Putting a Face on Theatre
Hey, playwrights: what software do you use to write your plays?
I’m not asking because I need advice: I’m asking because I’m wondering whether you’ve ever asked yourself that question. I’ve known so many playwrights over the years who simply use Microsoft Word (or an equivalent Mac-based program) without ever asking themselves whether there are other options to consider.
Believe me, there are other options to consider.
Of late, I’ve noticed several playwrights using a program called Celtx. Its primary distinction seems to be that it’s free, though I’m sure it has lovely features that distinguish it from its competitors in some other way, too. There’s also ScriptSmart, a free plug-in offered by the BBC, and a variety of screenwriting-centric software packages that can be made to work for plays, too, like Scripped Writer and Movie Outline and Movie Magic Screenwriter… but none of them are exactly what you need.
What you need, really, is the king: Final Draft.
I’m talking to you, Playwright Who Uses Microsoft Word. Listen up.
All of the things you struggle with in Microsoft Word—tabbing over to where your characters’ names need to appear, aligning actions correctly, keeping lines of dialogue from spreading inappropriately across pages, and a lot more than that besides—are all handled for you in Final Draft. In a few short minutes of practice and fumbling around, you’ll be writing more quickly than ever. Your scripts will look good effortlessly—and as someone who has read scripts for more than one theater, let me tell you, a script that looks good definitely makes a more favorable impression.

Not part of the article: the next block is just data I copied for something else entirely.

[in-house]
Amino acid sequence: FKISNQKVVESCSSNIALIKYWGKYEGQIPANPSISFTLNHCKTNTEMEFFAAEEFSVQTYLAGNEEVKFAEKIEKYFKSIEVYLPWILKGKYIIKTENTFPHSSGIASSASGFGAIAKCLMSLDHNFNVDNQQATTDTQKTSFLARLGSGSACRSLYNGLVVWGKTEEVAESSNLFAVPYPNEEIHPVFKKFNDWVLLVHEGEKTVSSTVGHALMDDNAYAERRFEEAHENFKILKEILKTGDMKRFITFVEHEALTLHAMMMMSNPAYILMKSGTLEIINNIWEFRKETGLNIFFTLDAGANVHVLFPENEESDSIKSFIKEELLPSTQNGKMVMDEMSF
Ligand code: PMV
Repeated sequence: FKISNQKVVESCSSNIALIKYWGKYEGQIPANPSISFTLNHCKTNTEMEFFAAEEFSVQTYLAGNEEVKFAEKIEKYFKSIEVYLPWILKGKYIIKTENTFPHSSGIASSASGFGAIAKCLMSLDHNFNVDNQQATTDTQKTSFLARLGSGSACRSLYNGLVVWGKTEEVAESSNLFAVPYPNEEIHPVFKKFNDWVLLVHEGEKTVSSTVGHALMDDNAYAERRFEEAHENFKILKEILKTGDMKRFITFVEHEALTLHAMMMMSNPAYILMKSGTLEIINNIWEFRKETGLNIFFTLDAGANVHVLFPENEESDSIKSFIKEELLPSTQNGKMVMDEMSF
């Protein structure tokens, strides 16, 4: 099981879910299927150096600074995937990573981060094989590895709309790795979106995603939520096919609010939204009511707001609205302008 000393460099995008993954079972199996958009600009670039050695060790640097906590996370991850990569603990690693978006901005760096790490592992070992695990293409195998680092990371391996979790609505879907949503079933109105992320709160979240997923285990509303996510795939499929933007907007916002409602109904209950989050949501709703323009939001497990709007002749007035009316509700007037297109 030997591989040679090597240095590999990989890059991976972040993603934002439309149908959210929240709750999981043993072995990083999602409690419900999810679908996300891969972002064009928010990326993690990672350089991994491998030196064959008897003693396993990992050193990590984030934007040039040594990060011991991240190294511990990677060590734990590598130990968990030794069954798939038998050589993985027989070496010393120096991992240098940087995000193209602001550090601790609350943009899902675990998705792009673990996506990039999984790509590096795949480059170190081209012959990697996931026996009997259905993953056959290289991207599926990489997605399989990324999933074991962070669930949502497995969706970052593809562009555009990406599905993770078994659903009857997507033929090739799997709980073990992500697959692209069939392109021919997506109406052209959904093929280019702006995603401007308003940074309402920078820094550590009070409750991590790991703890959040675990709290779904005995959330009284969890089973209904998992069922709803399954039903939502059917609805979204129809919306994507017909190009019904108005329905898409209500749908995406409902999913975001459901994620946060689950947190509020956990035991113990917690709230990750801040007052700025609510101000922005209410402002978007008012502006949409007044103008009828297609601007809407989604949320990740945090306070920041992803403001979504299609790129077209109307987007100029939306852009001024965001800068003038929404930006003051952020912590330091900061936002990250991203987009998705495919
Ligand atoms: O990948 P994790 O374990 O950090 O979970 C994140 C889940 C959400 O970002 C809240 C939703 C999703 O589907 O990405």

But it’s not just about looking better and writing more efficiently; there are a great many more powerful tools you can learn to use in Final Draft that will make you a more professional colleague for the directors and actors you work with. (I am reminded of the fact that for the first few years of Microsoft Word’s existence, 85% of the people who used it, worldwide, limited their interactions to four functions: typing, deleting, saving, and printing, or roughly those four. No underlining, no copy-and-paste, no graphics, no tables, no mail merges, no nothing.) With experience, you will learn how to use Final Draft to manage script revisions during rehearsals, for example… a feature that in my experience has proven to be worth the entire cost of the software just by itself.
Speaking of which: yes, it does cost money. A lot of money, it might seem: $249 for a new copy. But if this is the ONE big investment you need to make to work as a playwright (aside from a three-hole punch, some wire brads or script covers, reams of paper, and ink for your printer), isn’t that fairly reasonable?
No, I’m not secretly a Final Draft rep; I paid for my copy like you will, and I don’t get a cut if you buy. Save up for it. Ask for it for your birthday. And deduct the cost from your taxes, too, if you can.
You’re worth it. Your career is worth it. And your collaborators will thank you.